Axolotl and Death and Transfiguration of a Teacher
As much as we view texts as products of human creativity, it is also important to be cognizant of the fact that they are exact reproductions of our culture. Garcia Marquez’s speech, The Solitude of Latin America, is an exact replica of this argument. The speech clearly features the world in which he wrote it. In his speech, Marquez features the major elements of magical realism by narrating the struggles of America in the 20th century (Márquez). It is quite breathtaking to talk of loneliness the entire world containing more than half a billion people. The celebrated author, however, goes ahead perfectly explain the possibility of solitude in the 20th century. Maria Theresa Solari’s, Death and Transfiguration of the Teacher, uses magical realism to enlighten us on how the world would be chaotic with the disappearance of literature (Solari 843). The events narrated in the story are hard to believe although they pronounce the sad reality. It is quite unpleasant of how the education sector tries to dismiss the role of literature in building the society yet at the moments of crisis; the discipline is consulted (Solari 845). This story utilizes magical realism to illustrate that literature is a very vital discipline that can hardly be eradicated as more poets will rise even at the death of the present ones.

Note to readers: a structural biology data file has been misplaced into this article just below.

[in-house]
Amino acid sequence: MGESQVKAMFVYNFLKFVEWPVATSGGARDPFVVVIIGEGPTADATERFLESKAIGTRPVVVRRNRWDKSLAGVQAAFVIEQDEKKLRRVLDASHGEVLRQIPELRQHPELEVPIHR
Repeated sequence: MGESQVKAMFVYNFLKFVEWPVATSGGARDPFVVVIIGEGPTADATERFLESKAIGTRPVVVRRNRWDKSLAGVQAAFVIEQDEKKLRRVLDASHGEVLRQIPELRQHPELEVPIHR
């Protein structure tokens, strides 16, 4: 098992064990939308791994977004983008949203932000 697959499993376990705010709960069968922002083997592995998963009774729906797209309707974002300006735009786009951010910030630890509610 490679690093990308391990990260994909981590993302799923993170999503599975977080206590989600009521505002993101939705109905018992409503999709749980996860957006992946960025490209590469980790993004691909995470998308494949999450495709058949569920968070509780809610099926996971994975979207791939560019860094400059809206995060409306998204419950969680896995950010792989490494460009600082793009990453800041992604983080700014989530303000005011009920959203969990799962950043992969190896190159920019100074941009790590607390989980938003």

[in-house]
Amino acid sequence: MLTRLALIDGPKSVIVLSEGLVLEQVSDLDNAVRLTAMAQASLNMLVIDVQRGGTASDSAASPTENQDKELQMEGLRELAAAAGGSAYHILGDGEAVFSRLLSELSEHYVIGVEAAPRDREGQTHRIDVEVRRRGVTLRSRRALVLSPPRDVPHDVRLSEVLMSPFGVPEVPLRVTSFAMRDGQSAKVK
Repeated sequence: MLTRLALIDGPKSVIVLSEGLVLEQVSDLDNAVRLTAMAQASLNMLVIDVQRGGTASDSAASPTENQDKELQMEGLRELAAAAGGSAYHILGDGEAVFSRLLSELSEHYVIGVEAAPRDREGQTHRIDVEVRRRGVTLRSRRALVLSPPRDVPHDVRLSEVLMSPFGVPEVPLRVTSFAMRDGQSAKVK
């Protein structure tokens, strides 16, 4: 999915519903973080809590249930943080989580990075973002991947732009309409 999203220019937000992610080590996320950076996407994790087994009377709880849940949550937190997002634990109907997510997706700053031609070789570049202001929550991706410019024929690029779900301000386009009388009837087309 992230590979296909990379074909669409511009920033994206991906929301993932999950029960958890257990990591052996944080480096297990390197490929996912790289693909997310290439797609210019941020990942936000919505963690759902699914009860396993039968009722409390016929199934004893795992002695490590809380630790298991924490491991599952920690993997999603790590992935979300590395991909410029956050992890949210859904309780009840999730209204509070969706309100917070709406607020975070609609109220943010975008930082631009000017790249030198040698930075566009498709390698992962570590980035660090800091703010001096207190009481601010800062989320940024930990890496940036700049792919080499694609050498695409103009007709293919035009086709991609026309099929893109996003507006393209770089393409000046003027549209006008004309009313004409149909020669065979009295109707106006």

In the narration of the story, Axolotl, there is a notable constant change from the recent past to the present (Cortazar). The narrator first changes from a human to axolotl. He is too much attached to the axolotls that he visits them every day (Cortazar). Perhaps there is something human with the creatures since the author had never had a similar connection with any other animal. His fascination turns out to be an obsession as he is no longer able to distinguish his identity from that of the axolotls. The story ends with the man taking the third person point of view assuming that he has been trapped in the aquarium of the axolotl (Cortazar).